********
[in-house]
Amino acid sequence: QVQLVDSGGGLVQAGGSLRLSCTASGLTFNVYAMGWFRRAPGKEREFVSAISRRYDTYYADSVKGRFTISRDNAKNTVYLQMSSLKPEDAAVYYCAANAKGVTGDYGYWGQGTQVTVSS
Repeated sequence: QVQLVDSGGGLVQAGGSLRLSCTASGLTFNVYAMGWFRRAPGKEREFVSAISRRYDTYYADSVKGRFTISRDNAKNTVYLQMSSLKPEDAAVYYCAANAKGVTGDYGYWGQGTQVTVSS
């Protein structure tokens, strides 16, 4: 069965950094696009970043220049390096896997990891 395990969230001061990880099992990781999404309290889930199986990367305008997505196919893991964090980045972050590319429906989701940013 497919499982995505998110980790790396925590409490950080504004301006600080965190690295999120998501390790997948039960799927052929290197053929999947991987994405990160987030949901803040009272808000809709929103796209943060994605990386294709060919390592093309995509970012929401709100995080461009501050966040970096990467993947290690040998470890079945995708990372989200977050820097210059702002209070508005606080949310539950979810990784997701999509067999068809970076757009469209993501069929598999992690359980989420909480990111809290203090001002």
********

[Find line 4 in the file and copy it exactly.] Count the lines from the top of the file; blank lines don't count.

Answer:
């Protein structure tokens, strides 16, 4: 069965950094696009970043220049390096896997990891 395990969230001061990880099992990781999404309290889930199986990367305008997505196919893991964090980045972050590319429906989701940013 497919499982995505998110980790790396925590409490950080504004301006600080965190690295999120998501390790997948039960799927052929290197053929999947991987994405990160987030949901803040009272808000809709929103796209943060994605990386294709060919390592093309995509970012929401709100995080461009501050966040970096990467993947290690040998470890079945995708990372989200977050820097210059702002209070508005606080949310539950979810990784997701999509067999068809970076757009469209993501069929598999992690359980989420909480990111809290203090001002």